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Combination Lock Shims


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#1 GoldStar611

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Posted 16 April 2007 - 07:50 PM

So here goes my first post, and it's quite strangely not about key bumping :P. Anyways, All the shims I have made get pretty garbaged up after one use, and I usually have to discard it. (I think I used one 3 times once). Am I making my shims too shallow or are they curved a bit too much? Thanks

#2 sniper101

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Posted 16 April 2007 - 08:01 PM

That is the usuall "life span" of shims. I usually get 2-3 uses out of all the shims i make. However I experimented with different cans, and with shims maed of RebBull cans, i can get about 5-6 uses. A tip that helped me improve the amount my shims lasted is, make them shorter, and skinnier. By that I mean, wide-ways, so that the shims doesn't have to wrap around the shackle to much, causing less damage to it.

#3 GoldStar611

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Posted 16 April 2007 - 08:41 PM

sweet, yeah I found out that the skinnier ones worked a tad bit better, but up to a point. Also, a few masterlocks I've ran into had a tight opening where the shackle goes and I couldn't get my coke can shim in. I'm sure there's a way to get it in without ruining it.

#4 theopratr

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Posted 16 April 2007 - 09:57 PM

The use of stronger materials helps a lot, but can be prohibitively expensive for the casual experimenter. In terms of cost effectiveness, making a large batch of "throw away" Coke/Red Bull shims makes sense, where they are to be used on double-latching padlocks, or higher quality locks. If you want to spend the money on commercial ones, they are a bit on the expensive side for what they are, but if you use them only on appropriate locks (most combo locks, single latching locks, cheap double latching locks) they will last almost indefinitely, where as the Coke can shims would still be rather quickly ruined even by these cheap locks.

#5 Joe42

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Posted 16 April 2007 - 11:02 PM

I've made a few shims from soda cans and have never found a single padlock that has enough space around the shackle to get the shim in. Master combo locks have absolutely no free space at all, at least not the ones I have.

The few locks I've been able to get a shim into were still too tight to allow the shim to go all the way down, so the shim always crumpled.

On top of that, I've never seen anyone successfully use a shim on any lock, only heard of it being done.

Personally, I think places that sell shims are just robbing people since they simply don't fit any lock I've ever seen. Better stick to picking and bumping.

#6 theopratr

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Posted 16 April 2007 - 11:17 PM

Bumping is generally fast and often effective, picking is slower but almost always effective... shimming, when it works, is faster than bumping, but has only limited applications.

Most mid-grade locks are double latching, which makes shimming difficult, if not impossible. What's worse is that the double latchers almost invariably damage the shims. When there are two latches involved, shimming is a much slower, more difficult process. Thus, I tend to keep it down to just the combo locks, which are slow to open any other way, and to cheap single-latch padlocks. It often helps to work the shackle around when trying to get the shim in; once it's in and buried in the lock it tends to work.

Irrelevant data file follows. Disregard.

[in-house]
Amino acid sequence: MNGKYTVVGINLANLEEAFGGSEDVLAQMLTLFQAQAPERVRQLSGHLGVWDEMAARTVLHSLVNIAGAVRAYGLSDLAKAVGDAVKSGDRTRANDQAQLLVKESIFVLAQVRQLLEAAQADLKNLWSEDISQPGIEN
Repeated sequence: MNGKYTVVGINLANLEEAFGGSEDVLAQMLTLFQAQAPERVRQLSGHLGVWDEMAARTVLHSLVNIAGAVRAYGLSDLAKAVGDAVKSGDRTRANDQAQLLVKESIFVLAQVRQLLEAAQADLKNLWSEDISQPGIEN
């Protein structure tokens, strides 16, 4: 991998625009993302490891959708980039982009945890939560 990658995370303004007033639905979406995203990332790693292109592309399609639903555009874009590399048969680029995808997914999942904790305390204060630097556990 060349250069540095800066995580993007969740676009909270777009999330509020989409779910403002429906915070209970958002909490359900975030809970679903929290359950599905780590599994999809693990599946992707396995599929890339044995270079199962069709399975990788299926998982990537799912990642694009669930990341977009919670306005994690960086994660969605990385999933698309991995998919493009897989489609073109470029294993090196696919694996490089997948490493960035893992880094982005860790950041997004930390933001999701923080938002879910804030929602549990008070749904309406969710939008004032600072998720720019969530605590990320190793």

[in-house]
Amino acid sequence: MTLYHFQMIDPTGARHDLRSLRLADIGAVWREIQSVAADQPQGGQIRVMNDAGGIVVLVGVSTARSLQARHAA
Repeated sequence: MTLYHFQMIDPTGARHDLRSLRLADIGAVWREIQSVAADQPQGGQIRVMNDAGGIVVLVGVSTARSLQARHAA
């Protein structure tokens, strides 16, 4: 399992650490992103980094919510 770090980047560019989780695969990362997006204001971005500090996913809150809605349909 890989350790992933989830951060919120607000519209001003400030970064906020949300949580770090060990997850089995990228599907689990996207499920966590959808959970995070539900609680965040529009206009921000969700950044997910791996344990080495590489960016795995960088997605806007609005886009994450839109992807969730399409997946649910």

When shimming does work, however, it's lightning fast. I can open a combo lock I've never seen in a tenth of the time it takes someone who knows the proper combination to open it.

Some of the places selling shims are rip offs. A lot of the shims are just too flimsy to work, and, in rather ironic rather, some others work just fine but are made out of a very low grade steel such that they tend to oxidize over time, even when still sealed in the poly bag, as to make them unusable. Thus, when dealing with shims, buyer beware.

I made a nasty set out of manganese steel sheet that have yet to fail me, and I've blown through several dozen coke cans making crude, one-time-use instruments.

#7 BLK

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Posted 17 April 2007 - 08:15 AM

I like the "BOLT CUTTER" approach. Less mess. No nasty cuts from sharp can shards. No broken off pieces of coke can stuck down inside a shackle guide. And the locks are not that expensive to replace.
Bump it to the next level.

#8 sniper101

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Posted 17 April 2007 - 10:20 AM

The Bolt cutter will never fail, but you cant be carrying that around in your pocket. I was wondering, if There is some way(Other than destroying or cutting Lol) to bypass a dudley combination lock. I am curious because this thread brought me to experiment with shims once again, & I noticed that Dudleys use a different type of mechanism.

#9 ViralYouth

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Posted 08 August 2007 - 12:38 AM

I recommend that you buy professionally made shims. They're really useful and work really well.

#10 locksmith673

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Posted 06 December 2008 - 12:49 PM

my school uses thoes locks that are super easy to shim... and we Have to use them... i hate it... so i Shimmed Proffed my lock :)

#11 Tharayman

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Posted 10 August 2009 - 08:17 AM

Who is selling the best shims then? I am really eager to try this out now :D